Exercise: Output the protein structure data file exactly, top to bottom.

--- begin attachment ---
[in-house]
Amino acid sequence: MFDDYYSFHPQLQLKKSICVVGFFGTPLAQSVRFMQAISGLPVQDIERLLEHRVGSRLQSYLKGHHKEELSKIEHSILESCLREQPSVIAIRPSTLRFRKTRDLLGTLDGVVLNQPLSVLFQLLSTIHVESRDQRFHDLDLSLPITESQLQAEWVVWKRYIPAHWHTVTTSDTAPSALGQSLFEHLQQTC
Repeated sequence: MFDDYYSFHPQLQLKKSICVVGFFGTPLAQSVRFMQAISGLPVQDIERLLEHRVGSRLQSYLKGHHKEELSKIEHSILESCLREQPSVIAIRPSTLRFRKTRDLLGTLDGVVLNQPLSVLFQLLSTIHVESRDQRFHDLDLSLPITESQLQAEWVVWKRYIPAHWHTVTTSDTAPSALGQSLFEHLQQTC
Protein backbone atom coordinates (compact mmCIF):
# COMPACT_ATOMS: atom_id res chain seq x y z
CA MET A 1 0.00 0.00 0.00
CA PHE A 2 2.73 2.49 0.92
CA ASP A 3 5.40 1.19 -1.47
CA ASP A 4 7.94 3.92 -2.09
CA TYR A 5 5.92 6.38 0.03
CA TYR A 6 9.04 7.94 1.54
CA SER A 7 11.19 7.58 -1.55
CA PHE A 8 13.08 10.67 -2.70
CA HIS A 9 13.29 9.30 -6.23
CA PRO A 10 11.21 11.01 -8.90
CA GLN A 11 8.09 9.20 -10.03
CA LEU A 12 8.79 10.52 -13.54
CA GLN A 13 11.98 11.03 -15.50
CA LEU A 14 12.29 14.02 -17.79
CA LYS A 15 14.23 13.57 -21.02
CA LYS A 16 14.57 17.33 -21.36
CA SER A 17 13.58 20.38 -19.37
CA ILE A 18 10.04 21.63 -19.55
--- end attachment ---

[in-house]
Amino acid sequence: MFDDYYSFHPQLQLKKSICVVGFFGTPLAQSVRFMQAISGLPVQDIERLLEHRVGSRLQSYLKGHHKEELSKIEHSILESCLREQPSVIAIRPSTLRFRKTRDLLGTLDGVVLNQPLSVLFQLLSTIHVESRDQRFHDLDLSLPITESQLQAEWVVWKRYIPAHWHTVTTSDTAPSALGQSLFEHLQQTC
Repeated sequence: MFDDYYSFHPQLQLKKSICVVGFFGTPLAQSVRFMQAISGLPVQDIERLLEHRVGSRLQSYLKGHHKEELSKIEHSILESCLREQPSVIAIRPSTLRFRKTRDLLGTLDGVVLNQPLSVLFQLLSTIHVESRDQRFHDLDLSLPITESQLQAEWVVWKRYIPAHWHTVTTSDTAPSALGQSLFEHLQQTC
Protein backbone atom coordinates (compact mmCIF):
# COMPACT_ATOMS: atom_id res chain seq x y z
CA MET A 1 0.00 0.00 0.00
CA PHE A 2 2.73 2.49 0.92
CA ASP A 3 5.40 1.19 -1.47
CA ASP A 4 7.94 3.92 -2.09
CA TYR A 5 5.92 6.38 0.03
CA TYR A 6 9.04 7.94 1.54
CA SER A 7 11.19 7.58 -1.55
CA PHE A 8 13.08 10.67 -2.70
CA HIS A 9 13.29 9.30 -6.23
CA PRO A 10 11.21 11.01 -8.90
CA GLN A 11 8.09 9.20 -10.03
CA LEU A 12 8.79 10.52 -13.54
CA GLN A 13 11.98 11.03 -15.50
CA LEU A 14 12.29 14.02 -17.79
CA LYS A 15 14.23 13.57 -21.02
CA LYS A 16 14.57 17.33 -21.36
CA SER A 17 13.58 20.38 -19.37
CA ILE A 18 10.04 21.63 -19.55